Psychological Testing, Learning Disabilities, and ADHD Testing for Adults (age 16 and up)
We have more than 20 years of experience testing adults and determining the most appropriate accommodations for adults with learning or other disabilities at work, school, and work training programs.
Four types of psychological or learning disability evaluations are most frequently requested of Lifelong’s clinical and school psychologists:
Evaluations for adult students and others who need updated documentation of their learning disabilities so they can request accommodations at school, work or during standardized tests such as the MCAT, LSAT, GRE and PRAXIS, GED, etc.
Evaluations to determine vocational and/or educational potential so that planning can be facilitated and good decisions can be made by the client in collaboration with caseworkers and counselors.
Evaluations requested by court and child protection systems to determine whether the individual has the potential to learn new skills (e.g., parenting) despite their cognitive limitations or mental illnesses.
Of course, there is considerable overlap among these categories of referral reasons. The battery of tests chosen is determined by the referral reason, but the core battery will always include an extensive clinical interview, review of previous records, the Wechsler Adult Intelligence Scale-Fourth Edition, and the Woodcock-Johnson III Tests of Achievement. Tests such as the MMPI-2 RF or Millon may also be used for an objective measure of emotional and mental health functioning, and AD/HD scales such as the Connor or Brown are used as needed. We always use the most recent and up-to-date test batteries for our evaluations.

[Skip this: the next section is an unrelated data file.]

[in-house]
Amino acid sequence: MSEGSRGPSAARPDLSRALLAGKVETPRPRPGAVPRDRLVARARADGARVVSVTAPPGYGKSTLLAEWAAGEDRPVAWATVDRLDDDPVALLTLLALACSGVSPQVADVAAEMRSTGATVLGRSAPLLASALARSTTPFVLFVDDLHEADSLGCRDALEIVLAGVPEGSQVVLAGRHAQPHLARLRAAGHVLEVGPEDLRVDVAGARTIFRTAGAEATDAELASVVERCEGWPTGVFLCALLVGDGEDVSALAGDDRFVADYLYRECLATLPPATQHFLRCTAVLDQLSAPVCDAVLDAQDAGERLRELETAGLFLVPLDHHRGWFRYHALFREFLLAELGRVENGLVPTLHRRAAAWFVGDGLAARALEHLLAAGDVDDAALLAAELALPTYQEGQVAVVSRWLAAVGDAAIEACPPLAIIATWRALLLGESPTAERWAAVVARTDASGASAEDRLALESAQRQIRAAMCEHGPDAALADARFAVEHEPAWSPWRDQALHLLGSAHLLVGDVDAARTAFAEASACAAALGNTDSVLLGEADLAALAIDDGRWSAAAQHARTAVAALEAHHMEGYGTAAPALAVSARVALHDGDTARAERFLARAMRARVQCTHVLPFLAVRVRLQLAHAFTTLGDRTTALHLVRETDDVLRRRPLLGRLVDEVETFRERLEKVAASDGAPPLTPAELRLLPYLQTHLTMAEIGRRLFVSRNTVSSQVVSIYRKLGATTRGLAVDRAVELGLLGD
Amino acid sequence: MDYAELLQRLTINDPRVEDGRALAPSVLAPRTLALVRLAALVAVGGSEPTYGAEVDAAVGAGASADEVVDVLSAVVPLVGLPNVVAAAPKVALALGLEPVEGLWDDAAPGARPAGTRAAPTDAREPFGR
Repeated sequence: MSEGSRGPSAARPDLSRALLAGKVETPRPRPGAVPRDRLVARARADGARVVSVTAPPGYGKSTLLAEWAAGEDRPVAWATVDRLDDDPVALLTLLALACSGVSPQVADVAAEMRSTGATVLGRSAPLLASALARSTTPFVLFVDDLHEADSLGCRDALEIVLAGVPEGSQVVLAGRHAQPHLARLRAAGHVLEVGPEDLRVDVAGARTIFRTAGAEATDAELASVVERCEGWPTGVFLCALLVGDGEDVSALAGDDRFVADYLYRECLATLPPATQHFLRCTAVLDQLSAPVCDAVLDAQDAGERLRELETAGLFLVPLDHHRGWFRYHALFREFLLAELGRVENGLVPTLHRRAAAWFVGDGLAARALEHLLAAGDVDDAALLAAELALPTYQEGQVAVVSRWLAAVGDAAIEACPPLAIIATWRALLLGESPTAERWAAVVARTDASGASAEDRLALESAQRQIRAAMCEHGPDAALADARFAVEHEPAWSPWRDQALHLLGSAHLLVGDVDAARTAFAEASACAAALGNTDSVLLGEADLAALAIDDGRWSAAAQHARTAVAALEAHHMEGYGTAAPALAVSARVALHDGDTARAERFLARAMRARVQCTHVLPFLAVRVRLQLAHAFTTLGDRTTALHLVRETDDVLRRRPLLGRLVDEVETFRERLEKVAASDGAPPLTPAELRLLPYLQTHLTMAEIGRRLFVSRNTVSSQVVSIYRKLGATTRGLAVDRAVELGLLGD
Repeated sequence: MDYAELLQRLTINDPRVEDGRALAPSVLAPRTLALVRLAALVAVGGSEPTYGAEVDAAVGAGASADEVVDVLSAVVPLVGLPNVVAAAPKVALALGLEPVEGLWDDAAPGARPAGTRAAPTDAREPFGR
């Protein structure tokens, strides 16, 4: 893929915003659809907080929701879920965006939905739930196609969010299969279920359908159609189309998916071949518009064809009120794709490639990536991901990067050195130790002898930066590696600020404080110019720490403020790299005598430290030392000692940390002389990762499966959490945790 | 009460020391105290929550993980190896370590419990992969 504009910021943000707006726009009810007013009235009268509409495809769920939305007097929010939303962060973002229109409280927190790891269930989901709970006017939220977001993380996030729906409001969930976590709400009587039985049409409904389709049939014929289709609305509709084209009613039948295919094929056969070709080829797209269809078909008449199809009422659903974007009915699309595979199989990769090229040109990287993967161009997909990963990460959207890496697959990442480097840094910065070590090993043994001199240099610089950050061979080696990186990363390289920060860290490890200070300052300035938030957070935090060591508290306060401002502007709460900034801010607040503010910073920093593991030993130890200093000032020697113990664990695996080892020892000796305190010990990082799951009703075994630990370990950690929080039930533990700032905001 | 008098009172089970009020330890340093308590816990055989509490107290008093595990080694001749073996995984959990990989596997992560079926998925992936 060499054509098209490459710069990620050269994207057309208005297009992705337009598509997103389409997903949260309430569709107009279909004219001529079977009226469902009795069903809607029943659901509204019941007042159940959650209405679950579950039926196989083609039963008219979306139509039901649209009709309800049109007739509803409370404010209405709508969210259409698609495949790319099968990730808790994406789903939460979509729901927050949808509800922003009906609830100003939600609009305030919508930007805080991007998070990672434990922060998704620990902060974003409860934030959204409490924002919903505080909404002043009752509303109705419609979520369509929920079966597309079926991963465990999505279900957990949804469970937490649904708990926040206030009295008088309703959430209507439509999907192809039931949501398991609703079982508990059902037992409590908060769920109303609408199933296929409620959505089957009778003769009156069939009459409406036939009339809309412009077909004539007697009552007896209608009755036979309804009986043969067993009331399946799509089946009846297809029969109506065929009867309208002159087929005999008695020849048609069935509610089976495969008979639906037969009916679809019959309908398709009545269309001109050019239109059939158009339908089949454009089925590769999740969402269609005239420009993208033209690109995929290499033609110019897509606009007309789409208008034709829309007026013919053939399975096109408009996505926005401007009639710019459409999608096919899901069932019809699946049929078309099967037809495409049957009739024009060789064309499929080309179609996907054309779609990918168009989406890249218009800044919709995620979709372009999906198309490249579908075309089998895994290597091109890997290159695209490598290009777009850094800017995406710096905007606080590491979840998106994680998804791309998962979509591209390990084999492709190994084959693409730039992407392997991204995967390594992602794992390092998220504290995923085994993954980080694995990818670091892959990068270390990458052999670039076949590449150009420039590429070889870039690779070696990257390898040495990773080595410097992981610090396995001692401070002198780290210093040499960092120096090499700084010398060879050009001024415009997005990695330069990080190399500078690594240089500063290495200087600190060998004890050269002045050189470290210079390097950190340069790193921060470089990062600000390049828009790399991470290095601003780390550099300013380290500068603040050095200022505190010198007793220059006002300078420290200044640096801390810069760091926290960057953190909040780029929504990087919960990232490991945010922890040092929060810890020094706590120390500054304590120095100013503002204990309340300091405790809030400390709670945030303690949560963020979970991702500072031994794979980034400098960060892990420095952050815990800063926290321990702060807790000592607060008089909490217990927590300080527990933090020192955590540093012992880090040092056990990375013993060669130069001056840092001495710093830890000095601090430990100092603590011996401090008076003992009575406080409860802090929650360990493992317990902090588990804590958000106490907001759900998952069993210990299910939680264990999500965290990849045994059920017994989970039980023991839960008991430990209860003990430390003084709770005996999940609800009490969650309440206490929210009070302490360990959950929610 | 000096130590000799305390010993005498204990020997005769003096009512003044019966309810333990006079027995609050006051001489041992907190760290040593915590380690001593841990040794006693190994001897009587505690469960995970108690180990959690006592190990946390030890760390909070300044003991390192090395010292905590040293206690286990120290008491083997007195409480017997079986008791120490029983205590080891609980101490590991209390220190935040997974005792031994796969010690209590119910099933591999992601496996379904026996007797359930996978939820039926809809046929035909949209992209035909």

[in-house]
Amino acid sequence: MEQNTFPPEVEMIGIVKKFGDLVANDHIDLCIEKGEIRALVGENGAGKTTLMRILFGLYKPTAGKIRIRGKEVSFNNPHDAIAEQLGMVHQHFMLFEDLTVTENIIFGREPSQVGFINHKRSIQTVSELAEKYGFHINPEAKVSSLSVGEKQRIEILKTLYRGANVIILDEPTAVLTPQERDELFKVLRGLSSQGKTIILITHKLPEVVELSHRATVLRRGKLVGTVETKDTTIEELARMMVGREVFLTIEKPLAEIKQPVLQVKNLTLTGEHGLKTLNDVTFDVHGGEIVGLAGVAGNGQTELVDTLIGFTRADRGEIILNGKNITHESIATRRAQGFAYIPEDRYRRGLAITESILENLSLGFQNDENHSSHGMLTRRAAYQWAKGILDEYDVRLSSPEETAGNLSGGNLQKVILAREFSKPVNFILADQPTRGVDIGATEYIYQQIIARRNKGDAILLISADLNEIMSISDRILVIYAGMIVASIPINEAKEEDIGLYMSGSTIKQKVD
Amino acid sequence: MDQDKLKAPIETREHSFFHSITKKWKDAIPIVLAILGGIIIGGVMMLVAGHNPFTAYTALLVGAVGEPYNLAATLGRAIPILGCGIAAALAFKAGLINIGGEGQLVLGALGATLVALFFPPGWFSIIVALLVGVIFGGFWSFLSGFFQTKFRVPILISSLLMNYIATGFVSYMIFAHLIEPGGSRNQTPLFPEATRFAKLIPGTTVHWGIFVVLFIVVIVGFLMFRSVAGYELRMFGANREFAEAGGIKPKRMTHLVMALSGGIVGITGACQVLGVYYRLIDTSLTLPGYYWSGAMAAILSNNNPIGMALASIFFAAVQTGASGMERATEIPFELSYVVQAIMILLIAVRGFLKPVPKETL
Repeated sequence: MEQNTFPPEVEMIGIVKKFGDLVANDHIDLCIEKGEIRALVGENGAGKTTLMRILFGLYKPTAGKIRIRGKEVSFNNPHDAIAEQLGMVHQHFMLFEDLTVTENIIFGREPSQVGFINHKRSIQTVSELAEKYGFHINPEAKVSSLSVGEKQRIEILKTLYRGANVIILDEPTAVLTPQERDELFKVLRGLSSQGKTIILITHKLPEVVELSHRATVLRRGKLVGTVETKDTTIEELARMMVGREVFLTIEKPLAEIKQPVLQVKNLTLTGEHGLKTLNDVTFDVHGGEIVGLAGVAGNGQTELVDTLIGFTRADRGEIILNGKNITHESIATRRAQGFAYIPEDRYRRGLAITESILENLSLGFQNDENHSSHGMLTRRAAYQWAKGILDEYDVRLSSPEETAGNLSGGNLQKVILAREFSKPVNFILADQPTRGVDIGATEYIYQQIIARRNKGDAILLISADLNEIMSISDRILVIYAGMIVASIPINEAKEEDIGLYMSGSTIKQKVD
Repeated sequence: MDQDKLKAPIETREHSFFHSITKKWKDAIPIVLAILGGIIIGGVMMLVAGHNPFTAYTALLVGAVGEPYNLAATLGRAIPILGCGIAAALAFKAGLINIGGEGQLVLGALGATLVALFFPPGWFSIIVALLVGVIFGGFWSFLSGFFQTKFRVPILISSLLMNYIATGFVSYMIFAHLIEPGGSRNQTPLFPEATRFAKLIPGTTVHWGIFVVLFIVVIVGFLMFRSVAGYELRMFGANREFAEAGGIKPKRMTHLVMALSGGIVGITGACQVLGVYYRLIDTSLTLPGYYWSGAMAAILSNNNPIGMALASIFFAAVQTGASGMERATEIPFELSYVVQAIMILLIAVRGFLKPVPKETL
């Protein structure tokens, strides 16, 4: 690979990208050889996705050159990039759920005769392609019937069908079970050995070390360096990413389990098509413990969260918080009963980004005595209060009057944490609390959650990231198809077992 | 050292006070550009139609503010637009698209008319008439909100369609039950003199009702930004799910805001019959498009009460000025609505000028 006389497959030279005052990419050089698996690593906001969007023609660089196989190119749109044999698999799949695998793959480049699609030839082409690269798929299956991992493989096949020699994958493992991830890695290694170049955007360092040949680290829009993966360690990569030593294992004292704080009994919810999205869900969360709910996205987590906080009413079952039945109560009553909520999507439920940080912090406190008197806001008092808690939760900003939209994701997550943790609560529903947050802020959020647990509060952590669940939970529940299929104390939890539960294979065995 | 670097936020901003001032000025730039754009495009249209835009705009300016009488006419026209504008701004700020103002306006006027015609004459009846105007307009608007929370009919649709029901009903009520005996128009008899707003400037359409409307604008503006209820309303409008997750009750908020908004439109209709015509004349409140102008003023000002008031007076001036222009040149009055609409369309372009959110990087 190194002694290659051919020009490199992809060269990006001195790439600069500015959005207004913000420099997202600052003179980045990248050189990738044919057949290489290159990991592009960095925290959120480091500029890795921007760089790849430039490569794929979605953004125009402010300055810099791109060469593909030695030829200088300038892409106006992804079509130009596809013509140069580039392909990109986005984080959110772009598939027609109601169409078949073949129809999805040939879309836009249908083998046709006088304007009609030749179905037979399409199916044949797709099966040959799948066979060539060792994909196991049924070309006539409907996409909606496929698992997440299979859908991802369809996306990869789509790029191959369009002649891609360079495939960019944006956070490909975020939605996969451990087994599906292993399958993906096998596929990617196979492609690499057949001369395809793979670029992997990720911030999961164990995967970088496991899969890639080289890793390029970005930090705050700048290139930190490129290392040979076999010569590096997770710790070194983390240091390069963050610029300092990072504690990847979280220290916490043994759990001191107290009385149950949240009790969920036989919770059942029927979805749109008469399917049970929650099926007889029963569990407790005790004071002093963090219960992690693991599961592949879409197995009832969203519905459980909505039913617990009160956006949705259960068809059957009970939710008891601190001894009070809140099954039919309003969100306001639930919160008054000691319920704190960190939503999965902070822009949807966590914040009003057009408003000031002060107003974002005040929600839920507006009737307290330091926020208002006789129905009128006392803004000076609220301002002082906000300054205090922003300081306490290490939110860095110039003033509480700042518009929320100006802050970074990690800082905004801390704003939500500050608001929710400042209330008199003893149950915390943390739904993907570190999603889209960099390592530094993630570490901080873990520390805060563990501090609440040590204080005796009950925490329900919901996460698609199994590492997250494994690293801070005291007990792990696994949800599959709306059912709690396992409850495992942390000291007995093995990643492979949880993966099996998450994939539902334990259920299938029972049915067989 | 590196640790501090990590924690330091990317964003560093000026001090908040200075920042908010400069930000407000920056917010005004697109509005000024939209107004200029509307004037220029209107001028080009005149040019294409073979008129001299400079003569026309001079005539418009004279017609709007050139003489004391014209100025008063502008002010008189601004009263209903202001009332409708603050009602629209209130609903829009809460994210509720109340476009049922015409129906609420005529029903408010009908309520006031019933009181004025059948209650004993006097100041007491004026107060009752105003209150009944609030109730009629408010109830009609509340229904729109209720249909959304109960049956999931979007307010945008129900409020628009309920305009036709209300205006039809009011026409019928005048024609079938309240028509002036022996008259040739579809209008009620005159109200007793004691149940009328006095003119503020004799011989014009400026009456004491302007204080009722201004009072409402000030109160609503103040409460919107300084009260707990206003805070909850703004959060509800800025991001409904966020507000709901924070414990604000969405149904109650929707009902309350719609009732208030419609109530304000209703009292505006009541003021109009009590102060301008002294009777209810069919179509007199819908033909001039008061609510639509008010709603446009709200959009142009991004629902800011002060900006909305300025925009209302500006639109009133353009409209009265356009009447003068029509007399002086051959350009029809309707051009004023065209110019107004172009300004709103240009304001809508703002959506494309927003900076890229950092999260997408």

The clearer the referral reason or purpose for testing, the better. Use our referral form to tell us what you want to know about your client and we’ll do our best to provide an answer or opinion.
Psychological/learning disability testing requires four to eight hours for administering, scoring, and writing of the report with recommendations. Psychological evaluations detail background history and identify levels of cognitive ability, emotional functioning, academic skills and aptitudes, and vocational interests. The report should facilitate planning so that appropriate educational, career, training, or on-the-job training choices can be made. Our psychological evaluations are intended to provide a realistic and comprehensive picture of a client’s potential, and the report describes findings in clear, easy-to-understand language, making the evaluation data a useful tool for primary providers. The information and recommendations included should result in substantial changes in treatment planning by case managers and should facilitate and support appropriate applications for alternative and additional sources of support (e.g., SSI/SSDI, Denver Options, Inc.).